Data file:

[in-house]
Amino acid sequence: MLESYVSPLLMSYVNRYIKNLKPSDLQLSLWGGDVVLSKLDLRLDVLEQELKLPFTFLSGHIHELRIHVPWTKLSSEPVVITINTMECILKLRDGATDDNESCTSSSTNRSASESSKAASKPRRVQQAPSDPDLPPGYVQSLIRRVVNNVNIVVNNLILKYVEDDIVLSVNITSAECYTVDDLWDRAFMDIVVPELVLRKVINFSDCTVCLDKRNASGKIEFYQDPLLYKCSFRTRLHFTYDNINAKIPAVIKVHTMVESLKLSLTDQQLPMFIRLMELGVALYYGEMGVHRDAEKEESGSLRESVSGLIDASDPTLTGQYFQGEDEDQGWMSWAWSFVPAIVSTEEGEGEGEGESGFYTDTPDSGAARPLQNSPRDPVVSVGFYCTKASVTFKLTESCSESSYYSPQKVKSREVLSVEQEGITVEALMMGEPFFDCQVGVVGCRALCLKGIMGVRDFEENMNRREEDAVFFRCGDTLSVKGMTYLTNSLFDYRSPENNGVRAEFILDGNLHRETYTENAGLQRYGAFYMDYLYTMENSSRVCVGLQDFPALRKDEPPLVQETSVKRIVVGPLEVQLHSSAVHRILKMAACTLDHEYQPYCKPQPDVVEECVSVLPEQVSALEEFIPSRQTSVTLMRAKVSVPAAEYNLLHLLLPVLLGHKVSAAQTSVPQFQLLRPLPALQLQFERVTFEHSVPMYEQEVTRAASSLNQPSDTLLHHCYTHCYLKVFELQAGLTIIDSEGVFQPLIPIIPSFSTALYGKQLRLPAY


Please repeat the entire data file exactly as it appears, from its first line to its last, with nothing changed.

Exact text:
[in-house]
Amino acid sequence: MLESYVSPLLMSYVNRYIKNLKPSDLQLSLWGGDVVLSKLDLRLDVLEQELKLPFTFLSGHIHELRIHVPWTKLSSEPVVITINTMECILKLRDGATDDNESCTSSSTNRSASESSKAASKPRRVQQAPSDPDLPPGYVQSLIRRVVNNVNIVVNNLILKYVEDDIVLSVNITSAECYTVDDLWDRAFMDIVVPELVLRKVINFSDCTVCLDKRNASGKIEFYQDPLLYKCSFRTRLHFTYDNINAKIPAVIKVHTMVESLKLSLTDQQLPMFIRLMELGVALYYGEMGVHRDAEKEESGSLRESVSGLIDASDPTLTGQYFQGEDEDQGWMSWAWSFVPAIVSTEEGEGEGEGESGFYTDTPDSGAARPLQNSPRDPVVSVGFYCTKASVTFKLTESCSESSYYSPQKVKSREVLSVEQEGITVEALMMGEPFFDCQVGVVGCRALCLKGIMGVRDFEENMNRREEDAVFFRCGDTLSVKGMTYLTNSLFDYRSPENNGVRAEFILDGNLHRETYTENAGLQRYGAFYMDYLYTMENSSRVCVGLQDFPALRKDEPPLVQETSVKRIVVGPLEVQLHSSAVHRILKMAACTLDHEYQPYCKPQPDVVEECVSVLPEQVSALEEFIPSRQTSVTLMRAKVSVPAAEYNLLHLLLPVLLGHKVSAAQTSVPQFQLLRPLPALQLQFERVTFEHSVPMYEQEVTRAASSLNQPSDTLLHHCYTHCYLKVFELQAGLTIIDSEGVFQPLIPIIPSFSTALYGKQLRLPAY